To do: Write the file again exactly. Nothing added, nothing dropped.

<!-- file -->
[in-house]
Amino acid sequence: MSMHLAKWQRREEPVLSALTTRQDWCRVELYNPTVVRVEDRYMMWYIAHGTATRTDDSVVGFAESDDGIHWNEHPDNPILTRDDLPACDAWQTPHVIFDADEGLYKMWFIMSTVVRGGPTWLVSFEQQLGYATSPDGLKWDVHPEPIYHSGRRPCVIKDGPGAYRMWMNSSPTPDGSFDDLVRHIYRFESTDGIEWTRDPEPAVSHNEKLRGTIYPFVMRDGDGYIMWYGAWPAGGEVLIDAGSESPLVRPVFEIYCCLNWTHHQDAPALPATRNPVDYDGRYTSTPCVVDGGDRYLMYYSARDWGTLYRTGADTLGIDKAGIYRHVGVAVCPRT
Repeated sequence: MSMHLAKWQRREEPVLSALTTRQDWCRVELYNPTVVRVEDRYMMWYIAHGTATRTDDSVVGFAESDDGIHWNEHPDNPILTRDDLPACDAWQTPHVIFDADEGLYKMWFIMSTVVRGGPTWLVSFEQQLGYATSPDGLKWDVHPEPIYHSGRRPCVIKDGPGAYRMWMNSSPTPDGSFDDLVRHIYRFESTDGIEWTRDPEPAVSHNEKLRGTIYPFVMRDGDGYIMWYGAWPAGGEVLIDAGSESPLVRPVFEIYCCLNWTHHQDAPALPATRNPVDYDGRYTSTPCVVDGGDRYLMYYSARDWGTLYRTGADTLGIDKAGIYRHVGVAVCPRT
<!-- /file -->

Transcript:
[in-house]
Amino acid sequence: MSMHLAKWQRREEPVLSALTTRQDWCRVELYNPTVVRVEDRYMMWYIAHGTATRTDDSVVGFAESDDGIHWNEHPDNPILTRDDLPACDAWQTPHVIFDADEGLYKMWFIMSTVVRGGPTWLVSFEQQLGYATSPDGLKWDVHPEPIYHSGRRPCVIKDGPGAYRMWMNSSPTPDGSFDDLVRHIYRFESTDGIEWTRDPEPAVSHNEKLRGTIYPFVMRDGDGYIMWYGAWPAGGEVLIDAGSESPLVRPVFEIYCCLNWTHHQDAPALPATRNPVDYDGRYTSTPCVVDGGDRYLMYYSARDWGTLYRTGADTLGIDKAGIYRHVGVAVCPRT
Repeated sequence: MSMHLAKWQRREEPVLSALTTRQDWCRVELYNPTVVRVEDRYMMWYIAHGTATRTDDSVVGFAESDDGIHWNEHPDNPILTRDDLPACDAWQTPHVIFDADEGLYKMWFIMSTVVRGGPTWLVSFEQQLGYATSPDGLKWDVHPEPIYHSGRRPCVIKDGPGAYRMWMNSSPTPDGSFDDLVRHIYRFESTDGIEWTRDPEPAVSHNEKLRGTIYPFVMRDGDGYIMWYGAWPAGGEVLIDAGSESPLVRPVFEIYCCLNWTHHQDAPALPATRNPVDYDGRYTSTPCVVDGGDRYLMYYSARDWGTLYRTGADTLGIDKAGIYRHVGVAVCPRT